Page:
Class Action Lawsuit Rules in Favor of Teen Pregnancy Prevention (TPP) Program Grantees

June 28, 2018


In July 2017, Sara Gardner, executive director of the Fund for Public Health in New York City (FPHNYC), shared the alarming news that the U.S. Department of Health and Human Services (HHS), under the leadership of the Trump administration, announced early termination of grants through the bipartisan and evidence-based Teen Pregnancy Prevention (TPP) Program. TPP was established in 2010 as a national program to fund youth-focused evidenced-based programs aimed at preventing teen pregnancy. In April 2018, HHS had announced changes to the TPP Program, which would shift future funding to organizations that emphasized abstinence or “sexual risk avoidance.”

In February 2018, FPHNYC joined in a class-action lawsuit that argued that HHS illegally ended grants to organizations participating in the original program. This month, the U.S. District Court for the District of Columbia ruled in favor of TPP Program grant recipients. The Court held that last year’s termination of TPP Program grants was unlawful, and ordered HHS to reinstate the grants. This was the fifth time in recent months that a federal judge ruled the cuts to be unlawful, meaning that virtually all of the current 84 grant recipients will have their funding restored.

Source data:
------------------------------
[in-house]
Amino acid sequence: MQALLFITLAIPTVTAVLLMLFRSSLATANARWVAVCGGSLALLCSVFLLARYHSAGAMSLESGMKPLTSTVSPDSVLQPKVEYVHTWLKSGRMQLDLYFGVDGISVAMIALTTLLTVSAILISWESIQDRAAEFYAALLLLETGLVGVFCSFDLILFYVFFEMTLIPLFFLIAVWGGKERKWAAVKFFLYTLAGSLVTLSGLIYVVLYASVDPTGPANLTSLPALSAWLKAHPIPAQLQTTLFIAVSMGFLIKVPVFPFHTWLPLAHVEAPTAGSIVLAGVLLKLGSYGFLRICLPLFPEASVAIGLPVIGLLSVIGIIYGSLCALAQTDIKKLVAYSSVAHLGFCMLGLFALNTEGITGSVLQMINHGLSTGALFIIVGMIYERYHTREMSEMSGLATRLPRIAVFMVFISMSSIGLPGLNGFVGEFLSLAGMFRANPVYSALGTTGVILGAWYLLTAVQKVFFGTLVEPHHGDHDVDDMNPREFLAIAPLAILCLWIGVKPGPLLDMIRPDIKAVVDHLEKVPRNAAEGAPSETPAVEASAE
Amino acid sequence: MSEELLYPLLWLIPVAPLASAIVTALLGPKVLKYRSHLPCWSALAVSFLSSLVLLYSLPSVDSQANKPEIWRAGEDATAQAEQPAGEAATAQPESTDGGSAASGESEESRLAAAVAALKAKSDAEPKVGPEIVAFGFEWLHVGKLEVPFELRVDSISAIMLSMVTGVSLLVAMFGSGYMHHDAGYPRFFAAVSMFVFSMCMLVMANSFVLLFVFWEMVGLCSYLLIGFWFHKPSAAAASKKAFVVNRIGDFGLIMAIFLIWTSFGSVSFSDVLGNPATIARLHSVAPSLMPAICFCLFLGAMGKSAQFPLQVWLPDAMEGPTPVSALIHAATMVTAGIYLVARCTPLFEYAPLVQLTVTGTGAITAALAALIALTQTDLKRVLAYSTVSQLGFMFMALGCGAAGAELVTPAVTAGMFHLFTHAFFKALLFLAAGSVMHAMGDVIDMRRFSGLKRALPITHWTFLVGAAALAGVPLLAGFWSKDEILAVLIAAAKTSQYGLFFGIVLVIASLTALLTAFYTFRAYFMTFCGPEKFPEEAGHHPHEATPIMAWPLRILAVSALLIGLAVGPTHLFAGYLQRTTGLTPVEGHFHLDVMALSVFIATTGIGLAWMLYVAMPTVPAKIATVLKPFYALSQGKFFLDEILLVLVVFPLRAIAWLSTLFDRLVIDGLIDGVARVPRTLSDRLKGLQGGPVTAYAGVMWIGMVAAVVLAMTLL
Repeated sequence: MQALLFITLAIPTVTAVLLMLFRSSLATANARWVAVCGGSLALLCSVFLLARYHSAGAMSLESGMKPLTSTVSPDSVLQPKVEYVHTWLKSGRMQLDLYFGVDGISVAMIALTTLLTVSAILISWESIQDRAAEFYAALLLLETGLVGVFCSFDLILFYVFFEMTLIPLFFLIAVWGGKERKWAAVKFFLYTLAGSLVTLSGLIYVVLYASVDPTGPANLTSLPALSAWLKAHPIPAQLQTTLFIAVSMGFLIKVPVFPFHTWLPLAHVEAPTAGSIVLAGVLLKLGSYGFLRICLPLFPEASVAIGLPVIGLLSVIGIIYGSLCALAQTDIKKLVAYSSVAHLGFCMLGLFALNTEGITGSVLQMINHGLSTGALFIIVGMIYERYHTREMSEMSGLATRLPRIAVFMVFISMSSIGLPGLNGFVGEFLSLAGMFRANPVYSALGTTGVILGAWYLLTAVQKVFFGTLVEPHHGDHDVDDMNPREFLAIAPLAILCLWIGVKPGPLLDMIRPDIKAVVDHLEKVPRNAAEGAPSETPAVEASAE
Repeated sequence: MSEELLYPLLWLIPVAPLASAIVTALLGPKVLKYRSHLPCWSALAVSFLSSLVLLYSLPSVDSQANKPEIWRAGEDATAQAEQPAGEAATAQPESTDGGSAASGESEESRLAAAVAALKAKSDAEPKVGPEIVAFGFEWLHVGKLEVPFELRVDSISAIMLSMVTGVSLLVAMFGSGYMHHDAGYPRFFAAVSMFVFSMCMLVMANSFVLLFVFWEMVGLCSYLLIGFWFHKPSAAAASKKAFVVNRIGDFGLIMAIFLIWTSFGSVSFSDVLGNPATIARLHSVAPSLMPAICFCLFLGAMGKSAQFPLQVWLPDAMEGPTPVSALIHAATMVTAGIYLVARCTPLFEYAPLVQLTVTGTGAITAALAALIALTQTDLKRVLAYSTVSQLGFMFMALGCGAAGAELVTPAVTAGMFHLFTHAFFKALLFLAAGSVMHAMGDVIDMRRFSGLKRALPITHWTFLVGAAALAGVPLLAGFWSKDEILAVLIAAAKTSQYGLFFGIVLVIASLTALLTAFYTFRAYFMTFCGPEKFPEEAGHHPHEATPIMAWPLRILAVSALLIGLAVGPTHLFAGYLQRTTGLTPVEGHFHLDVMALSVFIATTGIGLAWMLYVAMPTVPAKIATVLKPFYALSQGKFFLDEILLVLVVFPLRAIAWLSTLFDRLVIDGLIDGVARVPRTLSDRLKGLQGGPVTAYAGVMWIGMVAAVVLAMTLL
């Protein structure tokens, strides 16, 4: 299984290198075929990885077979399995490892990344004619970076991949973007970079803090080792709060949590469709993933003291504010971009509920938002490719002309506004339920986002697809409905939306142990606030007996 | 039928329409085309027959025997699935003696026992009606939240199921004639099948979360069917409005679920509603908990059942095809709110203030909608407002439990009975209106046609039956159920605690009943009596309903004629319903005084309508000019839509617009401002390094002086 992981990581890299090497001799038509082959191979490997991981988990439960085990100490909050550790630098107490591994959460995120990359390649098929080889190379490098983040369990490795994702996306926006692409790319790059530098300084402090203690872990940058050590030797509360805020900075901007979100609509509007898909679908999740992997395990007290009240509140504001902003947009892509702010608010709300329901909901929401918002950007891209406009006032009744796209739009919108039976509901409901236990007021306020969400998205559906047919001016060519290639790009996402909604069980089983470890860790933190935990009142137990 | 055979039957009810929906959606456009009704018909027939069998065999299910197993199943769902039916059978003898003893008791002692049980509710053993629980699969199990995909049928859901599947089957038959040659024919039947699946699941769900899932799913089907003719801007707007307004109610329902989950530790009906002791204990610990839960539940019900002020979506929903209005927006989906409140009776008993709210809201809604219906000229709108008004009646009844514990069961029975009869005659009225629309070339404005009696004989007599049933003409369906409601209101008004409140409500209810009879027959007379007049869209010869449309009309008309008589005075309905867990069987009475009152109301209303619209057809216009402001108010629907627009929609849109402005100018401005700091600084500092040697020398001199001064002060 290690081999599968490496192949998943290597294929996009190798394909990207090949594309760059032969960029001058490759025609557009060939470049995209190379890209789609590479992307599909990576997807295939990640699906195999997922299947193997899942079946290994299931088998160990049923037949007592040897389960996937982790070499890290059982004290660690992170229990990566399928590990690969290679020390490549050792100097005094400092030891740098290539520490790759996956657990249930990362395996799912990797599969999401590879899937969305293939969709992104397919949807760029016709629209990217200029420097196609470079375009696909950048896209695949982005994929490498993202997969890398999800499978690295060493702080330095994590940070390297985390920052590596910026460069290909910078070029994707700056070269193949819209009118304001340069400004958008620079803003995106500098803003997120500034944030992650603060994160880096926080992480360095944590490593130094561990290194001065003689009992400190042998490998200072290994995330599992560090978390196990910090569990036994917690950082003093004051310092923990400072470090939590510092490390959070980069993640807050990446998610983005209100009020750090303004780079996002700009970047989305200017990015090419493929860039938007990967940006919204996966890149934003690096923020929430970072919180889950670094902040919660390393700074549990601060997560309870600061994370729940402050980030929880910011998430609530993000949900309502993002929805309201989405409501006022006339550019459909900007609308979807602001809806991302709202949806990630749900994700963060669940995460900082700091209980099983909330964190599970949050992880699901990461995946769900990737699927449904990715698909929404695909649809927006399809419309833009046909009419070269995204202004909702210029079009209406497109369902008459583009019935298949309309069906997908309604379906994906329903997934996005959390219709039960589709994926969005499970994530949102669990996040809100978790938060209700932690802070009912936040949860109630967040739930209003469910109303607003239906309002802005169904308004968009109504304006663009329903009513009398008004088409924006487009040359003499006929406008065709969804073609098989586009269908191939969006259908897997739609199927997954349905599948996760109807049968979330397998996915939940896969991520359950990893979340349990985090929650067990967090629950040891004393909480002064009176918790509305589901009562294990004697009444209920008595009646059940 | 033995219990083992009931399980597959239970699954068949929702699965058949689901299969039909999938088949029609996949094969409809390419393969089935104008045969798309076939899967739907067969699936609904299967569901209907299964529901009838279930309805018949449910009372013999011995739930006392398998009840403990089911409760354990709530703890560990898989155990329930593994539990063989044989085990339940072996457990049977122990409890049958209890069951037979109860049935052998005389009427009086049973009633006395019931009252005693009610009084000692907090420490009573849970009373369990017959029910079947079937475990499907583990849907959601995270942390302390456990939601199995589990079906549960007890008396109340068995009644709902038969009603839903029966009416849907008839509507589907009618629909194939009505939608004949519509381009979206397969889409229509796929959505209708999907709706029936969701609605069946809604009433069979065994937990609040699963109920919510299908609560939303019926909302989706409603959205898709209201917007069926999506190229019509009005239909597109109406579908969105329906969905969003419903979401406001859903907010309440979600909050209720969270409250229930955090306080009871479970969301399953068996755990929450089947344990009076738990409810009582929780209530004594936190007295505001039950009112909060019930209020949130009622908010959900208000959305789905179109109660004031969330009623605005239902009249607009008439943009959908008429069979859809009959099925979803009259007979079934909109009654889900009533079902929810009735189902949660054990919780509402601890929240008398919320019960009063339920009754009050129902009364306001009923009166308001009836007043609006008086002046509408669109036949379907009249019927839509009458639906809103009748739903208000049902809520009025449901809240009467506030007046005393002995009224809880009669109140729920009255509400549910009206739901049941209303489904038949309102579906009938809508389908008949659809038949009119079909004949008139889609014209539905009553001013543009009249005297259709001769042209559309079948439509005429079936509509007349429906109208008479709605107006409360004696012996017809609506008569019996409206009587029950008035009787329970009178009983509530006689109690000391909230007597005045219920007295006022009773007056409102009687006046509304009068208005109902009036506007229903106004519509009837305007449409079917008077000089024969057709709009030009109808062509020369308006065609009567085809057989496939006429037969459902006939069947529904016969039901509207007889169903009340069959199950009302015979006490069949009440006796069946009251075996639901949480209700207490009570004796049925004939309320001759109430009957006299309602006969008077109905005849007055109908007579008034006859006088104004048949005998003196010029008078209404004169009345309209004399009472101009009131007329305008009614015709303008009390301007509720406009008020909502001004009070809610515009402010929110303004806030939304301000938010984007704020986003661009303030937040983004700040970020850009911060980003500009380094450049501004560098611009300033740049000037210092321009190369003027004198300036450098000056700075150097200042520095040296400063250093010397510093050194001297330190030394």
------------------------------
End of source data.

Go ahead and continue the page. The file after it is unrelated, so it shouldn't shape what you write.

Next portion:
FPHNYC has collaborated with the NYC Department of Health to implement programs such as Bronx Teens Connection and the current TPP-funded initiative called NYC Teens Connection, which expands important work piloted in the Bronx to Brooklyn and Staten Island. Bronx Teens Connection, which began in 2010, supports partnerships between 40 schools, clinics and youth-service organizations. These partners work together to connect young, at-risk students to school-based health centers and community clinics with a goal of reaching 15,000 youth annually.

The restored funding will allow NYC to continue to provide NYC youth with a chance for better health, educational attainment and economic opportunities. It will also ensure the continued success of the TPP program, which has contributed to a 53 percent decline in the city’s teen pregnancy rates since 2000. Learn more about the impact of Bronx Teens Connection here.